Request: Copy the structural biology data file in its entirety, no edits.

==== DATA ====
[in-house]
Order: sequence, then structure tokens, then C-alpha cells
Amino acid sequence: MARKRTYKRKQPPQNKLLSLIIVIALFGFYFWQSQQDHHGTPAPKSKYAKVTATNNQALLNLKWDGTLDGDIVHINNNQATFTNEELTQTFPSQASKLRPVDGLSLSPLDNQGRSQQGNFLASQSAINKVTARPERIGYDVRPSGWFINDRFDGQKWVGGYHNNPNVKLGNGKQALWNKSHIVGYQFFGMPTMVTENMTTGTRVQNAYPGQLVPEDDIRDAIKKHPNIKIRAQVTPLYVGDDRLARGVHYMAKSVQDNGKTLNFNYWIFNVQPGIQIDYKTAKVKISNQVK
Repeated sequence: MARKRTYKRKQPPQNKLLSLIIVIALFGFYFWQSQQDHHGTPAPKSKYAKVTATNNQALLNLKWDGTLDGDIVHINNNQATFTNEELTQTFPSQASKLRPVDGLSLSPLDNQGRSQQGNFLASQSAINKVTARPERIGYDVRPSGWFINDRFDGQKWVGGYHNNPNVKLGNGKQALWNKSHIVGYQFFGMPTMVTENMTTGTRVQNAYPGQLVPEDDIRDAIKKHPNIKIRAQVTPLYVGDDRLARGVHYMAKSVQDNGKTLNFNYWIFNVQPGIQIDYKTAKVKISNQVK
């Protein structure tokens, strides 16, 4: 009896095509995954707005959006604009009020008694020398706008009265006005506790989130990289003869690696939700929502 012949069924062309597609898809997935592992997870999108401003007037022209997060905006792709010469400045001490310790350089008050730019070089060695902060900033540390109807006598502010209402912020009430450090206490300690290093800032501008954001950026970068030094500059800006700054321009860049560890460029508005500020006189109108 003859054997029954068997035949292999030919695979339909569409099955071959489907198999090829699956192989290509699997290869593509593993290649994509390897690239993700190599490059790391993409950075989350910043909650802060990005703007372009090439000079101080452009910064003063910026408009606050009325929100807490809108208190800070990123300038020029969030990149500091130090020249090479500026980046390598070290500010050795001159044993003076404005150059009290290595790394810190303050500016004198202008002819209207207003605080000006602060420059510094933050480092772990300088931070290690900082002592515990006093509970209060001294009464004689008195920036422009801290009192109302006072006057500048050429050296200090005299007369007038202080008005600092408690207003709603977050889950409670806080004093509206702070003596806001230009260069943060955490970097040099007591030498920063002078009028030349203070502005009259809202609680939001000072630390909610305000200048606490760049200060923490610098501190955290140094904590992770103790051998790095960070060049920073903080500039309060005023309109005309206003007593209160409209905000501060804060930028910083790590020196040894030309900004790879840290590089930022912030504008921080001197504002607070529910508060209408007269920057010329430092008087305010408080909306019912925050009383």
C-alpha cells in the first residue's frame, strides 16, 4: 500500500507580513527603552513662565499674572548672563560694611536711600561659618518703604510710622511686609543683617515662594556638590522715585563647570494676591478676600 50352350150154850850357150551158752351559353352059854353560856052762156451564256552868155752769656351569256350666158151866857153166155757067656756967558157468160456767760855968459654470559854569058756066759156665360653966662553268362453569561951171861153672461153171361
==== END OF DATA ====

[in-house]
Order: sequence, then structure tokens, then C-alpha cells
Amino acid sequence: MARKRTYKRKQPPQNKLLSLIIVIALFGFYFWQSQQDHHGTPAPKSKYAKVTATNNQALLNLKWDGTLDGDIVHINNNQATFTNEELTQTFPSQASKLRPVDGLSLSPLDNQGRSQQGNFLASQSAINKVTARPERIGYDVRPSGWFINDRFDGQKWVGGYHNNPNVKLGNGKQALWNKSHIVGYQFFGMPTMVTENMTTGTRVQNAYPGQLVPEDDIRDAIKKHPNIKIRAQVTPLYVGDDRLARGVHYMAKSVQDNGKTLNFNYWIFNVQPGIQIDYKTAKVKISNQVK
Repeated sequence: MARKRTYKRKQPPQNKLLSLIIVIALFGFYFWQSQQDHHGTPAPKSKYAKVTATNNQALLNLKWDGTLDGDIVHINNNQATFTNEELTQTFPSQASKLRPVDGLSLSPLDNQGRSQQGNFLASQSAINKVTARPERIGYDVRPSGWFINDRFDGQKWVGGYHNNPNVKLGNGKQALWNKSHIVGYQFFGMPTMVTENMTTGTRVQNAYPGQLVPEDDIRDAIKKHPNIKIRAQVTPLYVGDDRLARGVHYMAKSVQDNGKTLNFNYWIFNVQPGIQIDYKTAKVKISNQVK
């Protein structure tokens, strides 16, 4: 009896095509995954707005959006604009009020008694020398706008009265006005506790989130990289003869690696939700929502 012949069924062309597609898809997935592992997870999108401003007037022209997060905006792709010469400045001490310790350089008050730019070089060695902060900033540390109807006598502010209402912020009430450090206490300690290093800032501008954001950026970068030094500059800006700054321009860049560890460029508005500020006189109108 003859054997029954068997035949292999030919695979339909569409099955071959489907198999090829699956192989290509699997290869593509593993290649994509390897690239993700190599490059790391993409950075989350910043909650802060990005703007372009090439000079101080452009910064003063910026408009606050009325929100807490809108208190800070990123300038020029969030990149500091130090020249090479500026980046390598070290500010050795001159044993003076404005150059009290290595790394810190303050500016004198202008002819209207207003605080000006602060420059510094933050480092772990300088931070290690900082002592515990006093509970209060001294009464004689008195920036422009801290009192109302006072006057500048050429050296200090005299007369007038202080008005600092408690207003709603977050889950409670806080004093509206702070003596806001230009260069943060955490970097040099007591030498920063002078009028030349203070502005009259809202609680939001000072630390909610305000200048606490760049200060923490610098501190955290140094904590992770103790051998790095960070060049920073903080500039309060005023309109005309206003007593209160409209905000501060804060930028910083790590020196040894030309900004790879840290590089930022912030504008921080001197504002607070529910508060209408007269920057010329430092008087305010408080909306019912925050009383």
C-alpha cells in the first residue's frame, strides 16, 4: 500500500507580513527603552513662565499674572548672563560694611536711600561659618518703604510710622511686609543683617515662594556638590522715585563647570494676591478676600 50352350150154850850357150551158752351559353352059854353560856052762156451564256552868155752769656351569256350666158151866857153166155757067656756967558157468160456767760855968459654470559854569058756066759156665360653966662553268362453569561951171861153672461153171361